Juan Crisóstomo de Arriaga was a Basque composer who died in 1826 at the age of 19. He was nicknamed “the Spanish Mozart” after he died, because, like Wolfgang Amadeus Mozart, he was both a child prodigy and an accomplished composer who died young. He died in Paris of a “galloping consumption,” likely, tuberculosis. Like Mozart, he was buried in a public burial ground.
Arriaga’s Symphony in D Major is one of the composer’s only surviving works. It was performed at the Handel and Hayden society in Boston last week. Zoë Madonna, in the Boston Globe wrote,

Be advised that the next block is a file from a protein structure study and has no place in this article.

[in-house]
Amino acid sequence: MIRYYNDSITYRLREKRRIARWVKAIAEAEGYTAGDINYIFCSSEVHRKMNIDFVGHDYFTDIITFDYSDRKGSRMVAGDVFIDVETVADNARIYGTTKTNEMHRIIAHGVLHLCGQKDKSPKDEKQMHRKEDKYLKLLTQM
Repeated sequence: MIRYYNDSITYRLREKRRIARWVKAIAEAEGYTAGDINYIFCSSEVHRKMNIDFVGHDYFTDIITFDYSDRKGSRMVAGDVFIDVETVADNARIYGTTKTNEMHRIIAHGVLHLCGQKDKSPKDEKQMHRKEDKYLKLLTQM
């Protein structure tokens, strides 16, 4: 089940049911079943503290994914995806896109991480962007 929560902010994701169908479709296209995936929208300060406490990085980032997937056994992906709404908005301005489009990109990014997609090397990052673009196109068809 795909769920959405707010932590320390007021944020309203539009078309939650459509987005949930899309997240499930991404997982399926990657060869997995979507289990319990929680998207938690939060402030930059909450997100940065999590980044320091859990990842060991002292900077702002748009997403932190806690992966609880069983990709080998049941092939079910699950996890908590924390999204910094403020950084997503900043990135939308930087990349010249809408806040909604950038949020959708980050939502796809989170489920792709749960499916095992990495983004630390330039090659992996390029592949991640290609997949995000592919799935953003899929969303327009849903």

The symphony utilizes a large-scale instrumental palette, and [conductor Nicholas] McGegan emphasized the game of contrasts, as sudden bursts erupted from smoother melodies. Rough-hewn strings and winds swelled together in the Andante and diverse colors of instruments interplayed in the Minuet. Some wind squawks and horn flubs jumped out, but these were readily forgivable in exchange for the tactile, textured musical experience offered throughout the evening.